Jan 23, 2019 2
The Fauquier County Planning Commission voted unanimously Jan. 17 to recommend that the board of supervisors deny a special-exemption permit to allow the Ahmadiyya Muslim Community to hold four annual retreats on farmland near Warrenton.
In what could have easily degenerated into a religious argument, we were encouraged by the thoughtful discussion voiced at the public hearing last week. Planning Commission Chairman John Meadows set the tone at the outset, warning participants to keep the discussion to issues of land use: the only topic germane to the commission’s jurisdiction.
Nearly all of the 36 people who testified during the meeting did just that. They focused their attention on traffic, noise and concerns about whether the farmland, located at Meetze and Turkey Run roads, was suited to host what the Ahmadiyya Muslim Community proposed.
Most felt that winding, two-lane Meetze Road isn’t a good fit for the events, the largest of which would be an annual Jalsa Salana, or convention, expected to attract 5,000 people. The commission agreed.
If the name Ahmadiyya Muslim Community sounds familiar, it might be because their group also recently acquired the former Covenant Presbyterian Church on Hoadly Road in Manassas.
Unfortunately for Covenant Presbyterian, their church could no longer support the building and had to sell it. The Ahmadiyya group bought it and it became the Masroor Mosque.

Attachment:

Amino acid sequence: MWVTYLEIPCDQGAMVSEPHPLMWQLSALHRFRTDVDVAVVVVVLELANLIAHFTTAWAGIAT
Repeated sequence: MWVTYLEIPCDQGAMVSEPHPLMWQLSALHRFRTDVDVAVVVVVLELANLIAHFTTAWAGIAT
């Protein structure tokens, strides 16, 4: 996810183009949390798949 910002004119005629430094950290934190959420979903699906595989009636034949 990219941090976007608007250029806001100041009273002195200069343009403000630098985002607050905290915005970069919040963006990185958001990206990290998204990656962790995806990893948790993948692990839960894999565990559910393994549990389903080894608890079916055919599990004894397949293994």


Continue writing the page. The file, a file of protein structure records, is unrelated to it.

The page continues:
The Ahmadiyya community held a large inaugural event in November, which was attended by their spiritual leader as well as several local dignitaries. On Martin Luther King Day, the mosque’s youth group and about 100 volunteers packed more than 26,000 meals in about three hours as a service project.
The Masroor Mosque is located next to the Dar Alnoor Mosque, which is also on Hoadly Road. The two are different denominations of Islam, but the communities are well acquainted and work well together, according to members of both groups.
In Prince William County, the Muslim communities are nothing less than wonderful neighbors. They are generous with their time and service to the community. The Dar Alnoor Mosque, for example, has hosted many public forums and debates. The events are well attended and everyone is welcome. The only difference one might notice is that attendees happily participate in their stocking feet, as shoes are not allowed in the mosque.
We hope for the same relationship someday soon between the Ahmadiyya Muslim Community and Fauquier County residents.
While we concur that Meetze Road is too narrow and curvy to safely handle thousands of vehicles, we were encouraged to hear planning commissioners suggest a Plan B of sorts.
The planning commission recommended the group explore renting another Fauquier venue — perhaps Great Meadow — until they can identify a property with better transportation options. Great Meadow, with its history of hosting large events and its proximity to four-lane U.S. 17 and Interstate 66, would seem an ideal fit, and an agreement could be of benefit to both organizations.
It’s unclear if the group will pursue that option, as it is searching for permanent retreat site to avoid the high cost of renting a venue each year.
The group’s leaders were understandably discouraged by the planning commission’s decision, fearing it was “God’s will” there effort was not successful. Their spokesman further said that as they reconsider their options in Northern Virginia, they would look for a place where they are welcome.
We hope the Ahmadiyya Muslim Community understands this decision, as Planning Commission Chairman John Meadows reminded, was “strictly a land-use decision” and that their members are indeed welcome in Fauquier County